CRASHOVERRIDE guidance from NCCIC is confusing at best

After reviewing the awesome Dragos Inc report on CRASHOVERRIDE, Rendition analysts received a similar alert from US Cert and NCCIC.  After reviewing the guidance from NCCIC, we were less than thrilled.  The second recommendation from NCCIC (take measures to avoid watering hole attacks) is impossible by its very definition.  A watering hole attack first compromises a remote site that you would already be visiting in an attempt to compromise your network.  The fact is that the victim is not being tricked into visiting a rogue site as is the case in phishing.  There is frankly no way for an organization to do this.  Unfortunately, the fact that this “mission impossible” is set as recommendation #2 means that many will stop trying to implement anything further down the stack, assuming that the rest may also be impossible by definition.

Other recommendations are from NCCIC are equally daunting. While I think it would be a great idea if everyone signed every release of software, that’s simply not reality.  Note the recommendation to “insist that vendors digitally sign updates, and/or publish hashes via an out-of-bound communications path, and only use this path to authenticate.”  We highly doubt that the federal government is drinking its own Koolaid here.  And if the US government with all its spending power can’t force this change, there’s little hope that smaller organizations can either.  Also, what qualifies as “out of band” for hashes?  We ask because if an attacker can get into the software distribution chain, it is highly likely that sending emails is probably also in their capability set.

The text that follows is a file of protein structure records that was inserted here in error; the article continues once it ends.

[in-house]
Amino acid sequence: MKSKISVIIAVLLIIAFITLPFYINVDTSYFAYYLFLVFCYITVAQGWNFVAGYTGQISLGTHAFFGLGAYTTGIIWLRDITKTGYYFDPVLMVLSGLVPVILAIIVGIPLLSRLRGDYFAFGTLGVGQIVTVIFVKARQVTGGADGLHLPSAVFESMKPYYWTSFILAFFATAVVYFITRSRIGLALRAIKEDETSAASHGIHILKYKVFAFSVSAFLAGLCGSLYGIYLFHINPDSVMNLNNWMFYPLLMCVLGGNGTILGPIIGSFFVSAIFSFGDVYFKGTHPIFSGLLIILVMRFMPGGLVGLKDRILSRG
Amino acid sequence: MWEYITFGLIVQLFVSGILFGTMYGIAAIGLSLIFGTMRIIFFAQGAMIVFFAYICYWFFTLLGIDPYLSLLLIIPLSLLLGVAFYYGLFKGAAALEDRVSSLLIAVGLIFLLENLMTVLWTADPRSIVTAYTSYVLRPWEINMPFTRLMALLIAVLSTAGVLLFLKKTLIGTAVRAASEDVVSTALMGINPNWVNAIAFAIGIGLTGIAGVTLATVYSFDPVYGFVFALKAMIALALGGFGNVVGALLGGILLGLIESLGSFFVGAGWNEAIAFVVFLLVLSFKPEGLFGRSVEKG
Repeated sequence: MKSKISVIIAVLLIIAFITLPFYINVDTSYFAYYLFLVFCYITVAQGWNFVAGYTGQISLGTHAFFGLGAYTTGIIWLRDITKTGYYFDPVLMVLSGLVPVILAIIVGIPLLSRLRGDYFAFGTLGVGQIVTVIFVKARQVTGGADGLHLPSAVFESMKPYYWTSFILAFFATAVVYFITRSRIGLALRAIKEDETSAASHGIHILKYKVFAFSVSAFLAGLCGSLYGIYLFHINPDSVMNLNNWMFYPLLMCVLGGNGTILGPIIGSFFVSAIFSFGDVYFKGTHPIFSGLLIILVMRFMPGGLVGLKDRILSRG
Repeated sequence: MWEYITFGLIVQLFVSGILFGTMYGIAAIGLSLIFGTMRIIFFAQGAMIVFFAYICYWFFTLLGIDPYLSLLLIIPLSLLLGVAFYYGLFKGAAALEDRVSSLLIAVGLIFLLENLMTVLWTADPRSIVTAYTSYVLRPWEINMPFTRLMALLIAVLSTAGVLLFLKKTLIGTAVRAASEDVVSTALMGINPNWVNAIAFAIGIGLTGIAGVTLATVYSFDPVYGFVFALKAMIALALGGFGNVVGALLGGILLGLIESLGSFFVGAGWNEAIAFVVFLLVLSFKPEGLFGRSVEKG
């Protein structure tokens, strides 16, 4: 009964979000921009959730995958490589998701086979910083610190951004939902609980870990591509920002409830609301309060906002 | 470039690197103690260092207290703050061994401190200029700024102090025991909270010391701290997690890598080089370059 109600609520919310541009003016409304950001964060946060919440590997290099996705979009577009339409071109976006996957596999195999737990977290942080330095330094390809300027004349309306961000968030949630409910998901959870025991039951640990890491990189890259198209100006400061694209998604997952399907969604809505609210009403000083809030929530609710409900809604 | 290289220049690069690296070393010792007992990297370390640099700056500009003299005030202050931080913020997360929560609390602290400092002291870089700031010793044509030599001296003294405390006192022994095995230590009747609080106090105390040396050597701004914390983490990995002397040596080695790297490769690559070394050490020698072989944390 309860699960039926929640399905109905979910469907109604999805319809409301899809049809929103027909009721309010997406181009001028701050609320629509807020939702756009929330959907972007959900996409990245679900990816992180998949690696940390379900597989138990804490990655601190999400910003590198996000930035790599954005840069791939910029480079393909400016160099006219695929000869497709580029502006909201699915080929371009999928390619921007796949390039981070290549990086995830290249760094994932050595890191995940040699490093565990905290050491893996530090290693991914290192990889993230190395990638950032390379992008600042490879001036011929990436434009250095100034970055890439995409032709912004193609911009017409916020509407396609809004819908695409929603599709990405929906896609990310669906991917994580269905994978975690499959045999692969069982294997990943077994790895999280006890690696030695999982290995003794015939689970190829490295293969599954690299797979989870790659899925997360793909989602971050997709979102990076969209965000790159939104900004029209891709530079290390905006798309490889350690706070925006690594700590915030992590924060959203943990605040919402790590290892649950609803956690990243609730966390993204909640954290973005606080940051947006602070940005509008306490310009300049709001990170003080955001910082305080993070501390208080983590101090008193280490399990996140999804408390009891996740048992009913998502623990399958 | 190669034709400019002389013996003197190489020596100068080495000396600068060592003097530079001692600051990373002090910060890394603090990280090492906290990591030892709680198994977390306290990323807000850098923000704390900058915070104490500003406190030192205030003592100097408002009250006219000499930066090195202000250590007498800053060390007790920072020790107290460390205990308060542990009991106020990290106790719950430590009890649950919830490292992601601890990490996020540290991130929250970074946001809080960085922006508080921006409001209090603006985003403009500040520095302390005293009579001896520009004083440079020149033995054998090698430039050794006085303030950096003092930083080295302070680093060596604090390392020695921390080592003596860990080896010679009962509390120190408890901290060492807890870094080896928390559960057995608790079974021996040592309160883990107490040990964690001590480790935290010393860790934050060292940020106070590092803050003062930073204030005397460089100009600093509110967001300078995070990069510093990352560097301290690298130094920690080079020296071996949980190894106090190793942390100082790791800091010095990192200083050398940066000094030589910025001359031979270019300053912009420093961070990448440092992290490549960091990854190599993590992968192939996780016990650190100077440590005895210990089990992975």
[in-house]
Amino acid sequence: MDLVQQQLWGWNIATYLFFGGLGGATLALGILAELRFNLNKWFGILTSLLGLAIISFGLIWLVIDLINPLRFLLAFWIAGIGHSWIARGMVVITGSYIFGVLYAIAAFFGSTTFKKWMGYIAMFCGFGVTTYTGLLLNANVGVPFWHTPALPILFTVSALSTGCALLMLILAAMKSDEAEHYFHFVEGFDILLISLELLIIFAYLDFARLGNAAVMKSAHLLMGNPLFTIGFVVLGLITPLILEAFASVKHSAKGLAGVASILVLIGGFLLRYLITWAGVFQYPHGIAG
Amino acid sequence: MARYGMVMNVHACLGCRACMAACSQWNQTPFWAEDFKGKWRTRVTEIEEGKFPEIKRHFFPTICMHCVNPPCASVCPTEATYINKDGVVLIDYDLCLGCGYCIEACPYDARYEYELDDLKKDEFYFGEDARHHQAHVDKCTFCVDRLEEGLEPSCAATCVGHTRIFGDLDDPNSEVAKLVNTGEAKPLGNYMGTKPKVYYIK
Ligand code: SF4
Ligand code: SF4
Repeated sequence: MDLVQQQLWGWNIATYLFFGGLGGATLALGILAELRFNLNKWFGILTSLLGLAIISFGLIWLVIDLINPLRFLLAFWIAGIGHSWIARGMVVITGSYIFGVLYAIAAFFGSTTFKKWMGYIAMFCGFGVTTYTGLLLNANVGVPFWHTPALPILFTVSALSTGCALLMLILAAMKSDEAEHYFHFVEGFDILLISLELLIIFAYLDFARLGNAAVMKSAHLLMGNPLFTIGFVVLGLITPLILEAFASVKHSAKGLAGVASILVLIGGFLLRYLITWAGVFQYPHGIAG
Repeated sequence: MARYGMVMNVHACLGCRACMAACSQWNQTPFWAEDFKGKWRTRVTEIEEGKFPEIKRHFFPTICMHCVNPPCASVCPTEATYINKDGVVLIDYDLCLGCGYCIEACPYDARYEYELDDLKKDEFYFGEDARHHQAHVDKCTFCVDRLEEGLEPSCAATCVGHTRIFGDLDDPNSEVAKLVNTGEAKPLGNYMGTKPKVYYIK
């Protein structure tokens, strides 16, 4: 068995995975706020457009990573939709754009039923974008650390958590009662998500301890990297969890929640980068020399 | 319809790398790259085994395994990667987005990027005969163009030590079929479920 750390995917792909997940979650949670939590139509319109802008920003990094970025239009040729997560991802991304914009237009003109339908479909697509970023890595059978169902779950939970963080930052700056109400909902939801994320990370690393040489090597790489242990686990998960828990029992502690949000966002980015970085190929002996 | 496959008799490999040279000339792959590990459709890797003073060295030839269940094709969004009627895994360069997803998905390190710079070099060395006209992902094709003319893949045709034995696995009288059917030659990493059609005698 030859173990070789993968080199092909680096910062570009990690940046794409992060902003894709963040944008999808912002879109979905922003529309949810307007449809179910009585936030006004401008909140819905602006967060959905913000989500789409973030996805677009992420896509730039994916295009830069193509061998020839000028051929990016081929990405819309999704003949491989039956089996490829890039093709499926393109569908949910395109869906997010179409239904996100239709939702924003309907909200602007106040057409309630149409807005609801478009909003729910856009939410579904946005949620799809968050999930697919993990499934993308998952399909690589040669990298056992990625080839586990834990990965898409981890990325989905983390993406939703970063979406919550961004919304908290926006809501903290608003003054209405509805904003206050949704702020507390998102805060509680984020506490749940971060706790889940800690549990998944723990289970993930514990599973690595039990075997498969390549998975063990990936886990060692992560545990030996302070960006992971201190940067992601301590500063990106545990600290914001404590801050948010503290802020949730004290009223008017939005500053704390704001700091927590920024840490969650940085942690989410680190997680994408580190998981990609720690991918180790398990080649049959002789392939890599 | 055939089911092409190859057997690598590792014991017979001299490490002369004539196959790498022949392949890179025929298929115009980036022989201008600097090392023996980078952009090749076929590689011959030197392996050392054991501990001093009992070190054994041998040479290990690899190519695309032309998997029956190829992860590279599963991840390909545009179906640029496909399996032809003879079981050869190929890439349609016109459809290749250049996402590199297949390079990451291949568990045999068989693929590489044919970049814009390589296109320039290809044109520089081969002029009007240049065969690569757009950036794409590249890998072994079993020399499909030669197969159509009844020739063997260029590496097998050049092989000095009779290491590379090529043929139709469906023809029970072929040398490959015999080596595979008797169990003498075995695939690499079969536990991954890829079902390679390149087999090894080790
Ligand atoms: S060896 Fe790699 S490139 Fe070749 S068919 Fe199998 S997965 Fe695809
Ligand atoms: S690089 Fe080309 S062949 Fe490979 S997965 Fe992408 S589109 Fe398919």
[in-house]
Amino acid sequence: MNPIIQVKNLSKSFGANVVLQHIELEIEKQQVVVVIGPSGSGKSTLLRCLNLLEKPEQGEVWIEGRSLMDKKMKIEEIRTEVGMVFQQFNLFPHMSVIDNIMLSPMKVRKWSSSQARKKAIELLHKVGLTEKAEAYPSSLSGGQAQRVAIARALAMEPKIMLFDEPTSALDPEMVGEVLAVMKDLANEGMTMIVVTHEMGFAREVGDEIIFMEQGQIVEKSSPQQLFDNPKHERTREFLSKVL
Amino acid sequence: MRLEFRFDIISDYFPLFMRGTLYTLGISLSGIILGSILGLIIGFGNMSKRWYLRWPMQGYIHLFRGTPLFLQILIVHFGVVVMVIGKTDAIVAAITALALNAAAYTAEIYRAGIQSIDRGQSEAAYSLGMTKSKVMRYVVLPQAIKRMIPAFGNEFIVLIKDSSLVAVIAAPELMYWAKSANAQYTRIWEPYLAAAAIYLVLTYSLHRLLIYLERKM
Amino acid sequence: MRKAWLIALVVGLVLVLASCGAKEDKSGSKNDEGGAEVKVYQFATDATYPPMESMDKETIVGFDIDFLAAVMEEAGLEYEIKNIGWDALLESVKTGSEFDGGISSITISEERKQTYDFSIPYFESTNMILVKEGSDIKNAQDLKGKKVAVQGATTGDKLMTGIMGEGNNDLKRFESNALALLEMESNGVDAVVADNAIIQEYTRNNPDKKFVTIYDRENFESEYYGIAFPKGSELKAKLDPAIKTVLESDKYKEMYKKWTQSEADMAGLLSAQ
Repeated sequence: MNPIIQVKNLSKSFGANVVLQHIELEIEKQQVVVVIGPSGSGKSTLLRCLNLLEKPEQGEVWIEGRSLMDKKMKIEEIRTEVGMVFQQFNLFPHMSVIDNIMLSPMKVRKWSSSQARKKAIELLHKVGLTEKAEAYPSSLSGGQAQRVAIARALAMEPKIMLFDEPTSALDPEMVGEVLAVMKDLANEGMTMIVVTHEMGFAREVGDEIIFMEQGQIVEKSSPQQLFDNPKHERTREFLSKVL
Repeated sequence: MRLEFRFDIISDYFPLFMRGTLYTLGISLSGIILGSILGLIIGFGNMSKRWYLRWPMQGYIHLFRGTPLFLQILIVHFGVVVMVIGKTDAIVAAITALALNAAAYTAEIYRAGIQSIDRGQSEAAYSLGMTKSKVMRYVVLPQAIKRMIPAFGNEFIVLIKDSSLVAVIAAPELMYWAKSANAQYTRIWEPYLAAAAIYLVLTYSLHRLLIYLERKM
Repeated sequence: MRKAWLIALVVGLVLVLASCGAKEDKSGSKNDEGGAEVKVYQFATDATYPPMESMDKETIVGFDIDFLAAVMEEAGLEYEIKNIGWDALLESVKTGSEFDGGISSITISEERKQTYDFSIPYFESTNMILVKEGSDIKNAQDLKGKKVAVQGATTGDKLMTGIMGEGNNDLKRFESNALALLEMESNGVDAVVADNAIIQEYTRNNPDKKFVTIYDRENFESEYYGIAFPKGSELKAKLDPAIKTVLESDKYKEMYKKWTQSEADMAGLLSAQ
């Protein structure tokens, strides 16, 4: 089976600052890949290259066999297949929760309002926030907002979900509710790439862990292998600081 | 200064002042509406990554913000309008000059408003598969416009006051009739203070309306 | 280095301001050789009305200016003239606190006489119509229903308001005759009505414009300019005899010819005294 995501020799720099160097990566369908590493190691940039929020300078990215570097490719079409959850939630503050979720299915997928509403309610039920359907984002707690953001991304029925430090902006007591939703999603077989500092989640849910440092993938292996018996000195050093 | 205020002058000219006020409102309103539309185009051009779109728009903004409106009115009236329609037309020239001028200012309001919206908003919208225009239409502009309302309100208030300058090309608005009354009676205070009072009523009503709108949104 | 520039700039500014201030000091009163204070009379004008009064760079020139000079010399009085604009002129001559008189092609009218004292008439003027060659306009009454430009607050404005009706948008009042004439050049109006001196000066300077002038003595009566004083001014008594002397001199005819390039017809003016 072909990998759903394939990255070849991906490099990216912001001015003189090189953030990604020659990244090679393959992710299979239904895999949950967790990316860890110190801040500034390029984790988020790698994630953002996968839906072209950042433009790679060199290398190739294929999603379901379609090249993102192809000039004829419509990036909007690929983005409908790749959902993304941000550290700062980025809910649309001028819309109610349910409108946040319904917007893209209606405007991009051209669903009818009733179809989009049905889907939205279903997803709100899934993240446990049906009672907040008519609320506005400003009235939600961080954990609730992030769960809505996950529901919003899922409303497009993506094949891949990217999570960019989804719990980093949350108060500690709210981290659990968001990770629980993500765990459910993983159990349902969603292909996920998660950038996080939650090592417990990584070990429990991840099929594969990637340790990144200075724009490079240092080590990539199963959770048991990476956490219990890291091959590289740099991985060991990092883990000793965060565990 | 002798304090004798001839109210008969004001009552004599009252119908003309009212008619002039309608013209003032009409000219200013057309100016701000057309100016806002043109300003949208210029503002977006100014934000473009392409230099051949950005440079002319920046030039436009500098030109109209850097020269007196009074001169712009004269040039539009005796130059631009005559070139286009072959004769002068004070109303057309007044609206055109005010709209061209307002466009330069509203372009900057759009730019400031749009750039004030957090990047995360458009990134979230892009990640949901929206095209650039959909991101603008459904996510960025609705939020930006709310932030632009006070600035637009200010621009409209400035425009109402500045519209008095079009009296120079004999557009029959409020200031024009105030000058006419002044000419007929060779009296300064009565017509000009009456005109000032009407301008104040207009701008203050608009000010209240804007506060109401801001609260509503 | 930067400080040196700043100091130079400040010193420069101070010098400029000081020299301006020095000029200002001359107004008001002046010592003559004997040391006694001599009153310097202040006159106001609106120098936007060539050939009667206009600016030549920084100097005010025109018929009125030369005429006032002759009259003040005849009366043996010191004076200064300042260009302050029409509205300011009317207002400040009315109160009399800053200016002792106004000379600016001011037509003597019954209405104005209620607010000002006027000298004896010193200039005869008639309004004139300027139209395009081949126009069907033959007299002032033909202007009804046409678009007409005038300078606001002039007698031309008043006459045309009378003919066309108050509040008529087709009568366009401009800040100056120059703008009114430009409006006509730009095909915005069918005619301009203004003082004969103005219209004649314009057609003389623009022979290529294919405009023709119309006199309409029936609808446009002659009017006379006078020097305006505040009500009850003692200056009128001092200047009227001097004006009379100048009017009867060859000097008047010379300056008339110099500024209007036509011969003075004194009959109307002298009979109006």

Then it is also worth noting that NCCIC posted svchost.exe, without context, in its list of indicators.  To be fair, the Dragos report notes this IOC and does not specify additional context.  This is important, because svchost.exe is a legitimate process for Windows and is critical. Blindly implementing blocks on svchost.exe will either result in false positives (at best) or system instability (at worst).  However, the Dragos IOC list does point the reader to examine notes for the launcher module, which the NCCIC report does not do.  This is a great example of a “yellow snowball” effect.  Dragos reported the svchost.exe IOC with minimal context and NCCIC stripped that context.  Operators relying on the NCCIC report in isolation (as they should be able to do) are left with an IOC that is dangerous to apply.

This is sadly another report from CERT/NCCIC following a high profile hacking story that simply falls flat.  This is unfortunately not the standard for Cyber Threat Intelligence (CTI) reporting.  When it comes to reporting, validating your indicators and providing actionable Courses of Action (CoA’s) are paramount.  Instead of doing either, NCCIC has dropped the ball.

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